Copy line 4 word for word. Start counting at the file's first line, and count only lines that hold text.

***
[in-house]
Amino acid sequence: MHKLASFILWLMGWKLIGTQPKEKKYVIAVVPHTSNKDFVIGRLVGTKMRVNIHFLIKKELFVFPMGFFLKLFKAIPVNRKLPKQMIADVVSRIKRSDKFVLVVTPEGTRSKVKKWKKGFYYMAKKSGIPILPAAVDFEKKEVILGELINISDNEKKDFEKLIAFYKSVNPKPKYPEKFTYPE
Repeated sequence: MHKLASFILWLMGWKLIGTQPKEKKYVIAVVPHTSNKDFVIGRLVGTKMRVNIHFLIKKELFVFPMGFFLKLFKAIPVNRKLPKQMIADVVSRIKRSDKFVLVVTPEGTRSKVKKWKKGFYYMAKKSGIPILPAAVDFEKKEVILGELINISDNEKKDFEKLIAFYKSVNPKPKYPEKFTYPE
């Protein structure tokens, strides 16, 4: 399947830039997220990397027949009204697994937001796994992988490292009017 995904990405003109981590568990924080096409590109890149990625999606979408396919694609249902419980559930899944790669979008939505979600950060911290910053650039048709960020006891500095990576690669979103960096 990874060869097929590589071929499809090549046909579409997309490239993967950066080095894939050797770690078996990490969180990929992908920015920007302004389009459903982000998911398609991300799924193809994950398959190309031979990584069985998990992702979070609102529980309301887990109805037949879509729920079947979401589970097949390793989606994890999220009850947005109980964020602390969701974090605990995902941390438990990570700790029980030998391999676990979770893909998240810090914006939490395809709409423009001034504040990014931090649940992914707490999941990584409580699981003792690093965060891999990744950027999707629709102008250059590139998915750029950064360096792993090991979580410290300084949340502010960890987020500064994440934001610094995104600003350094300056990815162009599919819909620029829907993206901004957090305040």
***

């Protein structure tokens, strides 16, 4: 399947830039997220990397027949009204697994937001796994992988490292009017 995904990405003109981590568990924080096409590109890149990625999606979408396919694609249902419980559930899944790669979008939505979600950060911290910053650039048709960020006891500095990576690669979103960096 990874060869097929590589071929499809090549046909579409997309490239993967950066080095894939050797770690078996990490969180990929992908920015920007302004389009459903982000998911398609991300799924193809994950398959190309031979990584069985998990992702979070609102529980309301887990109805037949879509729920079947979401589970097949390793989606994890999220009850947005109980964020602390969701974090605990995902941390438990990570700790029980030998391999676990979770893909998240810090914006939490395809709409423009001034504040990014931090649940992914707490999941990584409580699981003792690093965060891999990744950027999707629709102008250059590139998915750029950064360096792993090991979580410290300084949340502010960890987020500064994440934001610094995104600003350094300056990815162009599919819909620029829907993206901004957090305040």